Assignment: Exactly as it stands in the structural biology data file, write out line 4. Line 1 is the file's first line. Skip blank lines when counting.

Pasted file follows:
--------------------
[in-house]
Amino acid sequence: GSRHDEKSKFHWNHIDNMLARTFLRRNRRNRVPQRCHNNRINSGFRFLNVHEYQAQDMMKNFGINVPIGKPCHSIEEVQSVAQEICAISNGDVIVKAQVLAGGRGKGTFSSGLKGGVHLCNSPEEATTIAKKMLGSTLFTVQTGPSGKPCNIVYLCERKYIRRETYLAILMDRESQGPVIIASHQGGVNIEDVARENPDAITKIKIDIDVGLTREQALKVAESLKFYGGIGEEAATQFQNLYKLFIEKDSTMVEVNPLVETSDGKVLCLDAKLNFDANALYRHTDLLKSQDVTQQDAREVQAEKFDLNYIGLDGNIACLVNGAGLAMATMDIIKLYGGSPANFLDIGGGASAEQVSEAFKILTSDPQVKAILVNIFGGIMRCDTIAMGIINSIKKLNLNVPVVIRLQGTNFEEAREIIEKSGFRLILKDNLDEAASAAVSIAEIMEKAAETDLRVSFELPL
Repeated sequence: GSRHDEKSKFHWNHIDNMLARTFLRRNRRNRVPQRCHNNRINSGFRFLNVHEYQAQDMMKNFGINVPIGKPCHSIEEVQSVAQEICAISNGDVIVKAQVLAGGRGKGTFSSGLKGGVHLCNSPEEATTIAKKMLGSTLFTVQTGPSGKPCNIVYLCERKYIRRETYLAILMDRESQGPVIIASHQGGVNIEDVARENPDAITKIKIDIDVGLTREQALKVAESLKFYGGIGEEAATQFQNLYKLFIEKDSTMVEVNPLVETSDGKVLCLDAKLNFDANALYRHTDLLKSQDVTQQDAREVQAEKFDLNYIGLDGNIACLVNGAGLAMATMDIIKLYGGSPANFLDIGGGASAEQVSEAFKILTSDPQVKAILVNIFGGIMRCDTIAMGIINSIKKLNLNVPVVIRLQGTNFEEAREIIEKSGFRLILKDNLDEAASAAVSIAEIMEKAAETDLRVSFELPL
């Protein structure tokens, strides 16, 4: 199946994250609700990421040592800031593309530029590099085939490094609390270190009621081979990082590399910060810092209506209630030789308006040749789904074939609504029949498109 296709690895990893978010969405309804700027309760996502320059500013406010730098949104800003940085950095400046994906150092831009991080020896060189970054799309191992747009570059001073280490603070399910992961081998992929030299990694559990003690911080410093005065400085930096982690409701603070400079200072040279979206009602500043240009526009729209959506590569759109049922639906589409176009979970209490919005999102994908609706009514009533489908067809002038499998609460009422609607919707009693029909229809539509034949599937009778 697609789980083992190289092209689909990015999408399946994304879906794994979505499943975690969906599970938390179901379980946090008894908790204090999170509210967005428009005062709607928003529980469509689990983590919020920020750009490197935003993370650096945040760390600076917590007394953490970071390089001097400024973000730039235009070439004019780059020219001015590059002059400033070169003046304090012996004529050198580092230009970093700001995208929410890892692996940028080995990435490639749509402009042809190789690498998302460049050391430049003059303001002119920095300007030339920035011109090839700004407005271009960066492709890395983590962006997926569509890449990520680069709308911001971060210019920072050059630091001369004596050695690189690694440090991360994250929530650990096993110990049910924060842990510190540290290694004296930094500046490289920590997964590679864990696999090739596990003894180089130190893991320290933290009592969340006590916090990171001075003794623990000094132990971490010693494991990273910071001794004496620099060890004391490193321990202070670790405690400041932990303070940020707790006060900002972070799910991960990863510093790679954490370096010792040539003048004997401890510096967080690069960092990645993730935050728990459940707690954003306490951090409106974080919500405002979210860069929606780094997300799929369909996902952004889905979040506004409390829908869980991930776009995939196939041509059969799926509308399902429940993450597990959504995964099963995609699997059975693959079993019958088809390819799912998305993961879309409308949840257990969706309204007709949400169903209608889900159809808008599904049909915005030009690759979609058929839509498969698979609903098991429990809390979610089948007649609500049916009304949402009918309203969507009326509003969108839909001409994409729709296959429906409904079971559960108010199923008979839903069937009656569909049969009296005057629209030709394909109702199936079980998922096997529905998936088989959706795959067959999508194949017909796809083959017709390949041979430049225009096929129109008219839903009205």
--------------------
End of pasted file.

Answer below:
């Protein structure tokens, strides 16, 4: 199946994250609700990421040592800031593309530029590099085939490094609390270190009621081979990082590399910060810092209506209630030789308006040749789904074939609504029949498109 296709690895990893978010969405309804700027309760996502320059500013406010730098949104800003940085950095400046994906150092831009991080020896060189970054799309191992747009570059001073280490603070399910992961081998992929030299990694559990003690911080410093005065400085930096982690409701603070400079200072040279979206009602500043240009526009729209959506590569759109049922639906589409176009979970209490919005999102994908609706009514009533489908067809002038499998609460009422609607919707009693029909229809539509034949599937009778 697609789980083992190289092209689909990015999408399946994304879906794994979505499943975690969906599970938390179901379980946090008894908790204090999170509210967005428009005062709607928003529980469509689990983590919020920020750009490197935003993370650096945040760390600076917590007394953490970071390089001097400024973000730039235009070439004019780059020219001015590059002059400033070169003046304090012996004529050198580092230009970093700001995208929410890892692996940028080995990435490639749509402009042809190789690498998302460049050391430049003059303001002119920095300007030339920035011109090839700004407005271009960066492709890395983590962006997926569509890449990520680069709308911001971060210019920072050059630091001369004596050695690189690694440090991360994250929530650990096993110990049910924060842990510190540290290694004296930094500046490289920590997964590679864990696999090739596990003894180089130190893991320290933290009592969340006590916090990171001075003794623990000094132990971490010693494991990273910071001794004496620099060890004391490193321990202070670790405690400041932990303070940020707790006060900002972070799910991960990863510093790679954490370096010792040539003048004997401890510096967080690069960092990645993730935050728990459940707690954003306490951090409106974080919500405002979210860069929606780094997300799929369909996902952004889905979040506004409390829908869980991930776009995939196939041509059969799926509308399902429940993450597990959504995964099963995609699997059975693959079993019958088809390819799912998305993961879309409308949840257990969706309204007709949400169903209608889900159809808008599904049909915005030009690759979609058929839509498969698979609903098991429990809390979610089948007649609500049916009304949402009918309203969507009326509003969108839909001409994409729709296959429906409904079971559960108010199923008979839903069937009656569909049969009296005057629209030709394909109702199936079980998922096997529905998936088989959706795959067959999508194949017909796809083959017709390949041979430049225009096929129109008219839903009205």